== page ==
Author: William M. Adams AdamsPublish On: 2014-05-01
Africa 30 Years On, Royal African Society,James Currey, London and Heinemann, Portsmouth; and Lewis, L.A. and Berry, L. (1988) African ... Warren, A. and Agnew, C. (1988) An Assessment of Dryland Desertification and Land Degradation in ...
Author: William M. Adams Adams
First published in 1992, this title offers an experienced and constructive evaluation of the ways in which water resources have been developed in Africa. Adams argues that the best hope of productive development lies in working and engaging with local people and using local knowledge of the environment effectively. Modern, large-scale developments that have largely been ineffective are examined, and emphasis is placed on the importance of using the skills and concerns of those affected, such as small farmers, to develop ingenious water projects – an approach that can be applied worldwide. This is an interesting and relevant title, which will be of particular value to those with an interest in the developments in water resource conservation over the past two decades.
Author: William Alexander RobsonPublish On: 2014-02-04
It is this living system that is threatened by environmental degradation' (19). ... It has been argued recently that 'if current trends are allowed to persist, the breakdown of society and the irreversible disruption of the life-support ...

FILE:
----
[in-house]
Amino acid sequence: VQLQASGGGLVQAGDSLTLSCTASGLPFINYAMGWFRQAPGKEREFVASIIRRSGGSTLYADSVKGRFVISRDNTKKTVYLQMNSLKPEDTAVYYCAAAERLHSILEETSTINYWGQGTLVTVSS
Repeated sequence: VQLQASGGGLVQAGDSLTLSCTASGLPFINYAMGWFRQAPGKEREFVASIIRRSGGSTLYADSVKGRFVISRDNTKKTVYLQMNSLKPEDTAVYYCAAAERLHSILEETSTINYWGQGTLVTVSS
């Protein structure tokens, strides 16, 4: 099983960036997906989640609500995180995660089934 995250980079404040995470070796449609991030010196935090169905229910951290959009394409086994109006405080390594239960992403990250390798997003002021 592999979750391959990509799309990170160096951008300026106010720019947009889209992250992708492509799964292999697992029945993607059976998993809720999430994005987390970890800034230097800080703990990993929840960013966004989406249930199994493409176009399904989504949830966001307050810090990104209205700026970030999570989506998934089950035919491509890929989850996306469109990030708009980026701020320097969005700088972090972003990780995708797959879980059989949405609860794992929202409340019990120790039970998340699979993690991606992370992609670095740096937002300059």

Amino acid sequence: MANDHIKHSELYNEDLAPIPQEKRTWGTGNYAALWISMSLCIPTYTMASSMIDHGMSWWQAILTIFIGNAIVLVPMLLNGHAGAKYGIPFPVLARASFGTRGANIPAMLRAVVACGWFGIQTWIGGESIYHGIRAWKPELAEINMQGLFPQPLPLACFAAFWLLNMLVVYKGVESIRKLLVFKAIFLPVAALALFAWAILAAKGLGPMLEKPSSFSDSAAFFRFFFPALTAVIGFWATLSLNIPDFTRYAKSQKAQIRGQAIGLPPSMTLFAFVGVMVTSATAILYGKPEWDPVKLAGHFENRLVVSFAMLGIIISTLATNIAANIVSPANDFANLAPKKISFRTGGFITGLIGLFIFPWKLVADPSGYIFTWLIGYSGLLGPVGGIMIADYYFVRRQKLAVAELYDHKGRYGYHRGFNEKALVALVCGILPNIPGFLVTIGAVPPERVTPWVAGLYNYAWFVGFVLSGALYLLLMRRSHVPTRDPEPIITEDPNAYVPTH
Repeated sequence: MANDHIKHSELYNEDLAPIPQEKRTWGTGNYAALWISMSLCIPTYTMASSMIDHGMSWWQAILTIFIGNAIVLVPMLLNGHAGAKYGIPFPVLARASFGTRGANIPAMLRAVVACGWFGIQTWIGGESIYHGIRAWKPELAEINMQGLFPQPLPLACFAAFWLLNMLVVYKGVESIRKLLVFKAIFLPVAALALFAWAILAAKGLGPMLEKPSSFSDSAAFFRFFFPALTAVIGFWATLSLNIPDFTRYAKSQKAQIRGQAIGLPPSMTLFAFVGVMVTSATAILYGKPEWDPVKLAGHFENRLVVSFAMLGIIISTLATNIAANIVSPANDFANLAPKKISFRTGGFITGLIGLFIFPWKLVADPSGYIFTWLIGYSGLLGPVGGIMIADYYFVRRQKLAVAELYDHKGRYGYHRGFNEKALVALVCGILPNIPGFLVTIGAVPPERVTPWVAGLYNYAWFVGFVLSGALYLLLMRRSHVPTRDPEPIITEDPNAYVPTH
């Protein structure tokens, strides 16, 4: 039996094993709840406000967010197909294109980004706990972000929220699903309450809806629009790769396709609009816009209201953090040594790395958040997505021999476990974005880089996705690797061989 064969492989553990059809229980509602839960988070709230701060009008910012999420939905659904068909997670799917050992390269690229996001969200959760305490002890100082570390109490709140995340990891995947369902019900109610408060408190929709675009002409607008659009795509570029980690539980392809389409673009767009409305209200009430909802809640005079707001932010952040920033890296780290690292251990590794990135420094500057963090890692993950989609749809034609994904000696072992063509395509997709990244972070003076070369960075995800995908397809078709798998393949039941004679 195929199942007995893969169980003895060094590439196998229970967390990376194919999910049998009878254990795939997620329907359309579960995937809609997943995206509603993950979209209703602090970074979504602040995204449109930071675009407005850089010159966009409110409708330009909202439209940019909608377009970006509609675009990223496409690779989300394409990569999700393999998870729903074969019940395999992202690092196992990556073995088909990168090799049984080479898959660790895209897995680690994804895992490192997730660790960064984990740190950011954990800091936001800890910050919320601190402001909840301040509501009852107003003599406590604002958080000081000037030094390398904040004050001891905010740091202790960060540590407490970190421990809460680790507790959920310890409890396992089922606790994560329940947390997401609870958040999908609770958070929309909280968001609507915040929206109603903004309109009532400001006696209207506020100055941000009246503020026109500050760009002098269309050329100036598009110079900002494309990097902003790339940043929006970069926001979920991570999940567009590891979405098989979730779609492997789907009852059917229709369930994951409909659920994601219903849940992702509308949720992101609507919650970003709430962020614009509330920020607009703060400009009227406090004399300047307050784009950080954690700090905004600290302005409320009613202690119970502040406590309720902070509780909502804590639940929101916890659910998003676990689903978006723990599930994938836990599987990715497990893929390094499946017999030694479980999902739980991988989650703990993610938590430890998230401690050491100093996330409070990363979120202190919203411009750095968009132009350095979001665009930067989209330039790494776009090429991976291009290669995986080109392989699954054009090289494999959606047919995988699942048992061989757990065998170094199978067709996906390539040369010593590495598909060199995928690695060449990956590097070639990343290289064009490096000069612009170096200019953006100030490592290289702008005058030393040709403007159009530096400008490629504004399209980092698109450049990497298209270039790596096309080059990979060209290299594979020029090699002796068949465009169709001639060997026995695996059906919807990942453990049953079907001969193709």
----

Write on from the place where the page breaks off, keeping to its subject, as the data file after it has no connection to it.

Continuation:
Author: William Alexander Robson
Category: Social Science
One of the most significant movements in the world of learning in the twentieth century was the rise and development of the social sciences. However, few attempts have been made to see how far social scientists have travelled on the road to studying and understanding human society. First published in 1972, the lectures reprinted in this book aim to trace the development of the social sciences during the twentieth century and to show the role of the London School of Economics and Political Science in this development since it was founded in 1895. Each of the very distinguished lecturers was asked to take the larger view, to be critical where necessary, to treat his subject in the context of the world of learning. The result is a survey of exceptional interest in which the growth of the social sciences is analysed from a number of contrasting viewpoints, each of which ranges widely and often with provocative brilliance over themes that are of general concern. The introduction by Professor W.A. Robson, which was not part of the original lecture series, is in itself a critical assessment of the field that will be read with close attention.